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In XHTML and HTML Essential Training, Bill Weinman helps designers and coders understand XHTML and HTML. In the process, Bill covers document structure, block and inline-level tags, floating images, controlling white space, phrase and font markup, and tables and frames. He even provides a good introduction to CSS. Bill offers step-by-step guidance for building a complete working web site. Exercise files accompany the course.
So in our last lesson we talked about paragraphs and how they work and how they wrap. Now let's take a look at how to change the alignment of a paragraph. Here we have a document, a fully formed XHTML document with all the front matter at the top and in the content of the document we have one paragraph element and it's there to there. We have the paragraph tag and the close tag and some text in between and down here at the bottom we have this document opened in a browser with the paragraph displaying there on the screen.
Let me just drag this back a little bit so the paragraph wraps nicely. You will notice that the paragraph is justified on the left, it's aligned flush on the left and it's ragging on the right and this is the default alignment for a paragraph in XHTML and HTML. So let's take a look at how to change that, I'm going to add an attribute to the paragraph here, say align="right". So this is what an attribute looks like in XHTML. You have the attribute name, and an equal sign and the argument of the attribute is in quotes.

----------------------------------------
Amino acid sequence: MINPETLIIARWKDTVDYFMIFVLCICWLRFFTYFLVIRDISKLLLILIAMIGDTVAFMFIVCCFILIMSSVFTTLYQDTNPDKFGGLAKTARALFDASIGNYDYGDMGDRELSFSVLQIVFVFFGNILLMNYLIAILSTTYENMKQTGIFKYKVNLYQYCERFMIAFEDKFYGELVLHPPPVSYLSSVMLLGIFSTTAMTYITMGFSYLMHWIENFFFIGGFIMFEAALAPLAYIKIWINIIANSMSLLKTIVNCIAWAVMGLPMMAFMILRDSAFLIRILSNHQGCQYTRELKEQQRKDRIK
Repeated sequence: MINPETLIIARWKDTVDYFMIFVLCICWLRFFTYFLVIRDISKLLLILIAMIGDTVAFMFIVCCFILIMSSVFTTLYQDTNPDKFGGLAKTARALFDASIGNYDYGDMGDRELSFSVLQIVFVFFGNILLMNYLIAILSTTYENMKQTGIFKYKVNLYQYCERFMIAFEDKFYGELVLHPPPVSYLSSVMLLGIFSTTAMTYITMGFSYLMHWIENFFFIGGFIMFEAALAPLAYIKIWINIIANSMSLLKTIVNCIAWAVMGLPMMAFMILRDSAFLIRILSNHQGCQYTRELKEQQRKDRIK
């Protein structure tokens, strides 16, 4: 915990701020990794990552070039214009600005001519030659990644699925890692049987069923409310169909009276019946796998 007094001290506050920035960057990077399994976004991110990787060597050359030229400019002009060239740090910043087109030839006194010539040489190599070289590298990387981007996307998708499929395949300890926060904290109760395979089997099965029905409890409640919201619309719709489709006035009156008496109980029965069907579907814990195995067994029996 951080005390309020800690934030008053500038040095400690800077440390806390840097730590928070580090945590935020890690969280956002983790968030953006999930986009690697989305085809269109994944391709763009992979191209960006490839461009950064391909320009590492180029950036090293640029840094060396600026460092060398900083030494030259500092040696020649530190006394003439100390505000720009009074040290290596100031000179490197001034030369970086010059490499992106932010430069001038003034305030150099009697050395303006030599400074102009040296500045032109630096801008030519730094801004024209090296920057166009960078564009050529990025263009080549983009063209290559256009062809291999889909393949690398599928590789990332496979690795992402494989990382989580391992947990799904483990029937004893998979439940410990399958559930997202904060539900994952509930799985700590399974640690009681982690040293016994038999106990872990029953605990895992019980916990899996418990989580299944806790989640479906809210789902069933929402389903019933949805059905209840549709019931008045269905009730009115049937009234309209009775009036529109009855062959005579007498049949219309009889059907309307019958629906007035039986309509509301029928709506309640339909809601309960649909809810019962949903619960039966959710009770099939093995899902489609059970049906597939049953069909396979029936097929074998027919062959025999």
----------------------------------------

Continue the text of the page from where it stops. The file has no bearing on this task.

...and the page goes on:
I tend to use double quotes. Single quotes also work just fine. So this is how it's formed, you have the left angle bracket and then the name of the tag, which is a p tag in this case for paragraph, and then you have some space. It can be any amount of white space. You can have new lines here. You can have any amount of legal white space and then the name of the attribute. In this case is align which tells the paragraph how to do its alignment and an equal sign and the argument in quotes and in this case, the argument is the word "right" and a close angle bracket and then you have the close tag down here with the content in the middle.
So I'm going to go ahead and save this. What we expect to have happen when we reload in the browser is that the right side will be flush, the left side will be ragged. So I'll go ahead and hit Reload and there we have it. The right side of the paragraph is now flush and the left side is ragged, and so that's the right alignment. There are two other alignments available, one is called justify and what this does is this makes both sides of the paragraph flush and then we have the left side as flush and the right side as flush.
And the other alignment is center, which makes it ragged on both sides, all of the content centered in between and there we have center. The default option of course is left and so we saw that without any argument in the alignment. You can also do it this way if you want to explicitly assign it. You can say align= "left" and reload in the browser. We have that flush on the left and ragged on the right as we did with the default arrangement. And so that is the alignment attribute to the paragraph tag and its various options.
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